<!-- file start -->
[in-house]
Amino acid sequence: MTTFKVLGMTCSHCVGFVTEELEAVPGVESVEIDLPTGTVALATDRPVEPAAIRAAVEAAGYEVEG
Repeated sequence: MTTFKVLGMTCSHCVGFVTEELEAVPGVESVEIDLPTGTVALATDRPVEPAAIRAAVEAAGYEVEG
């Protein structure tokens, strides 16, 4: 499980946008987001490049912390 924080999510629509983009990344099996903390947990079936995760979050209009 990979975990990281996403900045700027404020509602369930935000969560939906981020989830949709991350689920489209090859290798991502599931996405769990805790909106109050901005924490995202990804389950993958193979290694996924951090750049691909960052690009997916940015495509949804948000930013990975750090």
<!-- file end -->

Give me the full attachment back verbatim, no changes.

[in-house]
Amino acid sequence: MTTFKVLGMTCSHCVGFVTEELEAVPGVESVEIDLPTGTVALATDRPVEPAAIRAAVEAAGYEVEG
Repeated sequence: MTTFKVLGMTCSHCVGFVTEELEAVPGVESVEIDLPTGTVALATDRPVEPAAIRAAVEAAGYEVEG
């Protein structure tokens, strides 16, 4: 499980946008987001490049912390 924080999510629509983009990344099996903390947990079936995760979050209009 990979975990990281996403900045700027404020509602369930935000969560939906981020989830949709991350689920489209090859290798991502599931996405769990805790909106109050901005924490995202990804389950993958193979290694996924951090750049691909960052690009997916940015495509949804948000930013990975750090």